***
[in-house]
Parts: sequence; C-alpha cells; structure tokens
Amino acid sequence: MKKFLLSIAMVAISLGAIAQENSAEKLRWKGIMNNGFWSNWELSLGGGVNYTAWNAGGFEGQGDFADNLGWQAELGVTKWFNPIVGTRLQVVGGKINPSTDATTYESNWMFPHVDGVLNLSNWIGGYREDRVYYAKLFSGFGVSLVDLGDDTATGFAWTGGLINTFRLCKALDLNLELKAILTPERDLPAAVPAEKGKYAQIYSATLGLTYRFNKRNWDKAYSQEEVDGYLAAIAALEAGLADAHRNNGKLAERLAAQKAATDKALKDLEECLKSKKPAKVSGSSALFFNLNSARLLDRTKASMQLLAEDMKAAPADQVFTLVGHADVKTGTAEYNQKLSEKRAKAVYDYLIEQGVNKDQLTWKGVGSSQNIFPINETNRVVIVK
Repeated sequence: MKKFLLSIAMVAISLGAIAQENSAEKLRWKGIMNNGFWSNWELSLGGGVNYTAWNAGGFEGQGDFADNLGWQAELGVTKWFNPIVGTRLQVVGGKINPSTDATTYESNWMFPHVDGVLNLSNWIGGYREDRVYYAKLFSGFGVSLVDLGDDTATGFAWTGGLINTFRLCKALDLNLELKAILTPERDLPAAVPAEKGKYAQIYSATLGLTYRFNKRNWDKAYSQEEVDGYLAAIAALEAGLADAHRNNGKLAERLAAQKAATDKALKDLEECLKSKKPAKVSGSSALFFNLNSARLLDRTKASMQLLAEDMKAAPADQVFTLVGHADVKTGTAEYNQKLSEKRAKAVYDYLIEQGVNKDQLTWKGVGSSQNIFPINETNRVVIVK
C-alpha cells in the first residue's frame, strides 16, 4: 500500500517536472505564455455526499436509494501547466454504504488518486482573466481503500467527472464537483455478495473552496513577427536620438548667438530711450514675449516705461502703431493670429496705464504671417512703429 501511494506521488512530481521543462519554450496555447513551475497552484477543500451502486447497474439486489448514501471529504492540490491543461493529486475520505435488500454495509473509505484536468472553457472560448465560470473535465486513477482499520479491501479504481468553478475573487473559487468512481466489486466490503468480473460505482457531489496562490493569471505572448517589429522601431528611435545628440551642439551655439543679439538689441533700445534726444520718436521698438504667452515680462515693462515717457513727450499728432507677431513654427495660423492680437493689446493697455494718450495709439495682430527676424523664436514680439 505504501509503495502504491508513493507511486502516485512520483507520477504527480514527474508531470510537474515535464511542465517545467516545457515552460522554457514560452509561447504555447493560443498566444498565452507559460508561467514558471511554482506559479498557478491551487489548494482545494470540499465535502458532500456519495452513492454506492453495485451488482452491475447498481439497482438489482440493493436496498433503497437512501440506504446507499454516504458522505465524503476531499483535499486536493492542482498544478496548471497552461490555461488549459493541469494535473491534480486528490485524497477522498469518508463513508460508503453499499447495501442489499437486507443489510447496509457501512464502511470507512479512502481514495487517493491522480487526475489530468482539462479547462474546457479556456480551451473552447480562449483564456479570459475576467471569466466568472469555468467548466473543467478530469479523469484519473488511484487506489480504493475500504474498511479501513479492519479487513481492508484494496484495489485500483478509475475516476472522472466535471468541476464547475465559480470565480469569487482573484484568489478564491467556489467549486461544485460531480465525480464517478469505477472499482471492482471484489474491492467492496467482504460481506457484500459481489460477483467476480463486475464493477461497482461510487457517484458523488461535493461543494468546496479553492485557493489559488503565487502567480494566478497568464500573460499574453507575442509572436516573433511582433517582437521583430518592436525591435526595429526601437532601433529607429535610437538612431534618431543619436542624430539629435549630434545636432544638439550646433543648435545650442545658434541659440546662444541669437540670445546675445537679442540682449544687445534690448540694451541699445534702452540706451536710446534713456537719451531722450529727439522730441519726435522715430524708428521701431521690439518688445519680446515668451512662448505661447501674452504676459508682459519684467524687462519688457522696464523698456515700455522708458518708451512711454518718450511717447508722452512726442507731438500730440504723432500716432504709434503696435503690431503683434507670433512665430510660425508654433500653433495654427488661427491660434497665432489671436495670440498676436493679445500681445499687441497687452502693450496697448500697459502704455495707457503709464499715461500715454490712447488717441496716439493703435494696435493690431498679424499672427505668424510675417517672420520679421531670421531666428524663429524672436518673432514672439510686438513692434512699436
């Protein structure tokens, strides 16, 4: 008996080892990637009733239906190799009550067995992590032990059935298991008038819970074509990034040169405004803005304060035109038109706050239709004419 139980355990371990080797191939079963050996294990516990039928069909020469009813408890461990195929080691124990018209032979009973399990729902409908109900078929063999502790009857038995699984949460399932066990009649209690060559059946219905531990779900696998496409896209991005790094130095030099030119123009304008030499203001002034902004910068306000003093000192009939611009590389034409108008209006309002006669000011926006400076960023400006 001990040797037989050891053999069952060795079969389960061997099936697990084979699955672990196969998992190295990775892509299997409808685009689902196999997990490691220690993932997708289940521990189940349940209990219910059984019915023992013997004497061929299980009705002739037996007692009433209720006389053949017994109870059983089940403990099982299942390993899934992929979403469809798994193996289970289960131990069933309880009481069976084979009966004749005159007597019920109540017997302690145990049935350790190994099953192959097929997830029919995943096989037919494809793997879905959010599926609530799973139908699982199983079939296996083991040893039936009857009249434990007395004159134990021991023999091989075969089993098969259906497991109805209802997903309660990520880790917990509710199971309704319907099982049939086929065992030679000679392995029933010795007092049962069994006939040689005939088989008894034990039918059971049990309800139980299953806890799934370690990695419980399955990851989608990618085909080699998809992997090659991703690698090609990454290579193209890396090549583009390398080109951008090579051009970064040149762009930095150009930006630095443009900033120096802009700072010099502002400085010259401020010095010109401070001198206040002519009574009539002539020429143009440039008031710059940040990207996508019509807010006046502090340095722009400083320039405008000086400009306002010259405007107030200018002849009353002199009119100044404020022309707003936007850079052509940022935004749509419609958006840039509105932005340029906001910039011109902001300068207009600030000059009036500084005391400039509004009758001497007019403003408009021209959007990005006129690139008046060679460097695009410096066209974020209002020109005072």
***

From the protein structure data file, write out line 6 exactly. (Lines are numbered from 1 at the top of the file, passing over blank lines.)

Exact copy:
């Protein structure tokens, strides 16, 4: 008996080892990637009733239906190799009550067995992590032990059935298991008038819970074509990034040169405004803005304060035109038109706050239709004419 139980355990371990080797191939079963050996294990516990039928069909020469009813408890461990195929080691124990018209032979009973399990729902409908109900078929063999502790009857038995699984949460399932066990009649209690060559059946219905531990779900696998496409896209991005790094130095030099030119123009304008030499203001002034902004910068306000003093000192009939611009590389034409108008209006309002006669000011926006400076960023400006 001990040797037989050891053999069952060795079969389960061997099936697990084979699955672990196969998992190295990775892509299997409808685009689902196999997990490691220690993932997708289940521990189940349940209990219910059984019915023992013997004497061929299980009705002739037996007692009433209720006389053949017994109870059983089940403990099982299942390993899934992929979403469809798994193996289970289960131990069933309880009481069976084979009966004749005159007597019920109540017997302690145990049935350790190994099953192959097929997830029919995943096989037919494809793997879905959010599926609530799973139908699982199983079939296996083991040893039936009857009249434990007395004159134990021991023999091989075969089993098969259906497991109805209802997903309660990520880790917990509710199971309704319907099982049939086929065992030679000679392995029933010795007092049962069994006939040689005939088989008894034990039918059971049990309800139980299953806890799934370690990695419980399955990851989608990618085909080699998809992997090659991703690698090609990454290579193209890396090549583009390398080109951008090579051009970064040149762009930095150009930006630095443009900033120096802009700072010099502002400085010259401020010095010109401070001198206040002519009574009539002539020429143009440039008031710059940040990207996508019509807010006046502090340095722009400083320039405008000086400009306002010259405007107030200018002849009353002199009119100044404020022309707003936007850079052509940022935004749509419609958006840039509105932005340029906001910039011109902001300068207009600030000059009036500084005391400039509004009758001497007019403003408009021209959007990005006129690139008046060679460097695009410096066209974020209002020109005072």